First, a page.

Britain’s political parties must put a comprehensive mental health action plan at the heart of their forthcoming manifestos, says Jessica Marchant.

Brexit will undoubtedly be foremost in most people’s minds as they enter the polling booth on 12 December. But just as Theresa May’s ill-fated ‘dementia tax’ two years ago shows us: the broader substance underpinning the forthcoming election manifestos is important.

Action is needed across many areas of government, but few more so than mental health.

Every year in the UK one in four people experience a mental health problem. Meanwhile, one in five adults has, at one stage, considered taking their own life. These figures aren’t new. Most will have seen them before, but that shouldn’t undermine their significance.

It’s essential that the occupant in Downing Street on 13 December has mental health policy at the front of their mind. Mental health treatment in this country requires joined-up thinking rather than the piecemeal approach that has come before it. Delivering a modern and effective mental health strategy requires both investment and reform. Money alone will not solve the problem. It must be accompanied by reform right through from diagnosis to treatment to recovery.

Primary Care

GPs are the Pretorian guard of our NHS. Across the country they are faced regularly with patients who have symptoms associated with common mental illnesses, such as depression. Taking depression as an example, it typically affects one in 10 people throughout their lives. It is the single largest cause of disability worldwide and costs the UK around £7.5bn each year due to the cost of healthcare and loss of employment.

Despite this, only around 16 per cent of those suffering from depression and anxiety in the UK are able to access important treatments, including talking therapies. The problems with the delivery of effective treatments for anxiety and depression are symptomatic of mental health treatment in this country in general. Investment is needed urgently to bolster the number of GPs and mental health practitioners to ensure that those suffering from mental illness are diagnosed and treated more quickly. Failure to do so only increases the burden on other parts of the system.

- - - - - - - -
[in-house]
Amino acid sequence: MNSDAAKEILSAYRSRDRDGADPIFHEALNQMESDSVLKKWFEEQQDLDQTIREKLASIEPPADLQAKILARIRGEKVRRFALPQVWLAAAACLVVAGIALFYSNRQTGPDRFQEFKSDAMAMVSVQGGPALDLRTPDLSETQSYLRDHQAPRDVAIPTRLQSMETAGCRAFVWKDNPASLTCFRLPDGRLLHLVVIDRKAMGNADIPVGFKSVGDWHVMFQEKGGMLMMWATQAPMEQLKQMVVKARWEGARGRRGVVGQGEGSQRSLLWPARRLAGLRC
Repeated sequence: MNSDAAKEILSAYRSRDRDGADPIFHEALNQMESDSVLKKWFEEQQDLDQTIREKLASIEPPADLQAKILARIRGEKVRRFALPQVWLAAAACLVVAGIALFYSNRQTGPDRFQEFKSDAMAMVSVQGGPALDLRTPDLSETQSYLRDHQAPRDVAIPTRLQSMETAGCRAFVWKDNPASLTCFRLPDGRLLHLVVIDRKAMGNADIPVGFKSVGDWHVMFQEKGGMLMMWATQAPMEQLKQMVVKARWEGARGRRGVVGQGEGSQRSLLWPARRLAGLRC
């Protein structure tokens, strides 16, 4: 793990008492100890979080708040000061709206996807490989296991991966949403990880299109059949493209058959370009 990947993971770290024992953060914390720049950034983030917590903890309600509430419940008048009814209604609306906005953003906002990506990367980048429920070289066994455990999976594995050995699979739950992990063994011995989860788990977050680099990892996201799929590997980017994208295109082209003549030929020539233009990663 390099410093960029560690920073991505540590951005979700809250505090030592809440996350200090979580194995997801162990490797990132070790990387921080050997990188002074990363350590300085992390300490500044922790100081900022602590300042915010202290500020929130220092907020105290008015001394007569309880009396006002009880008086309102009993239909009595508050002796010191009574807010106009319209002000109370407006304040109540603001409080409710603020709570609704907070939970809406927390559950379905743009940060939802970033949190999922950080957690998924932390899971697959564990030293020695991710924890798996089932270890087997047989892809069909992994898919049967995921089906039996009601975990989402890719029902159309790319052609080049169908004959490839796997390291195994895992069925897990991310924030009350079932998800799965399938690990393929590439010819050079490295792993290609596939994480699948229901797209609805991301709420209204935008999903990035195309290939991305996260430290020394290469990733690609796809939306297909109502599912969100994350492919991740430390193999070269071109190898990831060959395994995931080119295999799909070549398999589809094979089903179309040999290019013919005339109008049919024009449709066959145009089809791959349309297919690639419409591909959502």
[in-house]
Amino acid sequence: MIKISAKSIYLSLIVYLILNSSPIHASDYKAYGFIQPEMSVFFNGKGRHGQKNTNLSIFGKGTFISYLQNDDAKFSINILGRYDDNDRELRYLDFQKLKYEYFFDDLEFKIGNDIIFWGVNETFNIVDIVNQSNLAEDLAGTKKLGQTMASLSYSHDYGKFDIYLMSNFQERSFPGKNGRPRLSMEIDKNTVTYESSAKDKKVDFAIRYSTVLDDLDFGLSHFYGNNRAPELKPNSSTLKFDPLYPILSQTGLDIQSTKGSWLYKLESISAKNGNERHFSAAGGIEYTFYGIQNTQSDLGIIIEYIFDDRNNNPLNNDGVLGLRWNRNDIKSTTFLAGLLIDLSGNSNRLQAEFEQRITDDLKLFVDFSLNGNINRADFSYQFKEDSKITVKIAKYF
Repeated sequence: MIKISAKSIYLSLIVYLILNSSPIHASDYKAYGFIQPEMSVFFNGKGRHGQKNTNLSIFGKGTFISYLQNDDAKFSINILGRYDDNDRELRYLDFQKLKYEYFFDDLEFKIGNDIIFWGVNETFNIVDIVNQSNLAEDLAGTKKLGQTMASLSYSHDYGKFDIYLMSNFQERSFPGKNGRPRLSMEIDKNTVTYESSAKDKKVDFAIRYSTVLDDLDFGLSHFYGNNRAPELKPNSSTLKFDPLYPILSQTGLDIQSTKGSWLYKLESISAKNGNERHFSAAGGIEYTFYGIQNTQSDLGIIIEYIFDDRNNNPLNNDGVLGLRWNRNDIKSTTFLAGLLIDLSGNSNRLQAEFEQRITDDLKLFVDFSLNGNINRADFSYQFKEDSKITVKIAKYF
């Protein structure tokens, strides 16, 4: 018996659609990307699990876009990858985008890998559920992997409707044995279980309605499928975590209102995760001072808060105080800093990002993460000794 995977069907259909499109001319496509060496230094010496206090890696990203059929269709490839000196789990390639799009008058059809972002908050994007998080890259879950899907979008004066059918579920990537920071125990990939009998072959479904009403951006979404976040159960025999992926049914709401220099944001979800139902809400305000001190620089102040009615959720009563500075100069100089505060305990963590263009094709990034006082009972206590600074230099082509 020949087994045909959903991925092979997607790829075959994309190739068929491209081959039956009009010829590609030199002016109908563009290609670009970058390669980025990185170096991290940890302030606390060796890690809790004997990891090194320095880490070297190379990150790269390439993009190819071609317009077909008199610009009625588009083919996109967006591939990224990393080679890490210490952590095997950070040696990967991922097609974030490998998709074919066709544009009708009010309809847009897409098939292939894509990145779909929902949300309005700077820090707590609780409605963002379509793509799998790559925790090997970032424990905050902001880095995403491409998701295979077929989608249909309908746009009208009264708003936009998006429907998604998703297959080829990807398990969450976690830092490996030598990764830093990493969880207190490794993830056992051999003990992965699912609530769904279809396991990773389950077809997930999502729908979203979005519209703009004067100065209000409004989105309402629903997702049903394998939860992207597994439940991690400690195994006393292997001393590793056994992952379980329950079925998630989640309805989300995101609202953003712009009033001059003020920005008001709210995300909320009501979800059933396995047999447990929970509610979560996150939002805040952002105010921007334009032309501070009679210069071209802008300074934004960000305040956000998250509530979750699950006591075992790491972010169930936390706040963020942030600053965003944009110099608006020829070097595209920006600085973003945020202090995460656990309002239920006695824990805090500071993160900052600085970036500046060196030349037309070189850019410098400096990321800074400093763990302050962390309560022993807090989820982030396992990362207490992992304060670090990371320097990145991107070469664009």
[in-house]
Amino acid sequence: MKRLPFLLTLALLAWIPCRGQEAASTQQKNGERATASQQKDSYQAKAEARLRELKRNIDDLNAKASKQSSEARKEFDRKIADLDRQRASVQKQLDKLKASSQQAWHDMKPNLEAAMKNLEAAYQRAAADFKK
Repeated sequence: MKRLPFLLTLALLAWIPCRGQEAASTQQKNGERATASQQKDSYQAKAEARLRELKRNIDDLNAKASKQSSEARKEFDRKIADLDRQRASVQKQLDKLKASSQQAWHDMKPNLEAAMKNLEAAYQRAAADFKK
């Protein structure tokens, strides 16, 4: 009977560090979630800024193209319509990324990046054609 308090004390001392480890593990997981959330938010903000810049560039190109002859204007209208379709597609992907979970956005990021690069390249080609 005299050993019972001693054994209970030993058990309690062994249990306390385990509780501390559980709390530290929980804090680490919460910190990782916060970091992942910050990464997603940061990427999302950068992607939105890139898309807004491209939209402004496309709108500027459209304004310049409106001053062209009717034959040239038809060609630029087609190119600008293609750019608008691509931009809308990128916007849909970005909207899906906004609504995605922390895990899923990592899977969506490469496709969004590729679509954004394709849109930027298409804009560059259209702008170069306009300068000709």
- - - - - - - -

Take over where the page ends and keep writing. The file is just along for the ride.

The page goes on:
Secondary Care

The shortcomings with mental health diagnosis and treatment in primary care cause knock on effects in other parts of the healthcare system. In many instances, patients only receive treatment when they reach crisis point and require inpatient treatment. This approach puts further strain on already stretched resources and is a false economy. By investing more resources in primary care, the load on secondary will be lightened.

There is also a common misconception that with time and investment the situation as a whole will improve. This is false.

In its latest annual State of Care report the Care Quality Commission (CQC) found that the quality of care provided at inpatient units across England for those with mental health, learning disabilities and autism has deteriorated in the last year.

Concerns were raised by the CQC over safety standards on wards, staffing levels and inappropriate care. It found that 10 per cent of inpatient services for people with learning disabilities and autism were rated as inadequate compared to one per cent the year before. Meanwhile, seven per cent of child and adolescent mental health inpatient services were rated inadequate, up on three per cent previously.

Recovery

Another common misconception with mental illness is that once you have your prescription or are discharged from hospital the story ends. This is rarely the case and often only constitutes the ‘end of the beginning’.

In my spare time I run a voluntary not-for-profit organisation called Work-to-Recover. We exist to assist those recovering from mental illness and help them get back into work. Often, it’s only when everything is in place that the circle of recovery is finally complete. This includes living in safe surroundings, having a reliable group of friends and family and, importantly, having secure employment.

I feel fortunate to have the opportunity to work with the people that come to us for help. You are offered a privileged insight into the challenges they come up against. But above all, you recognise that recovering from mental illness is dependent on many external building blocks to a person’s life being in place. Failure to address these other areas will often lead to repeated dependence on primary and secondary treatment services.

Only when policymakers recognise that effective mental health recovery requires much more of a holistic approach will they truly get to grips with the crisis. Whoever gets the keys to 10 Downing Street after the election, it’s essential they have a comprehensive mental health treatment plan central to their health reform agenda.

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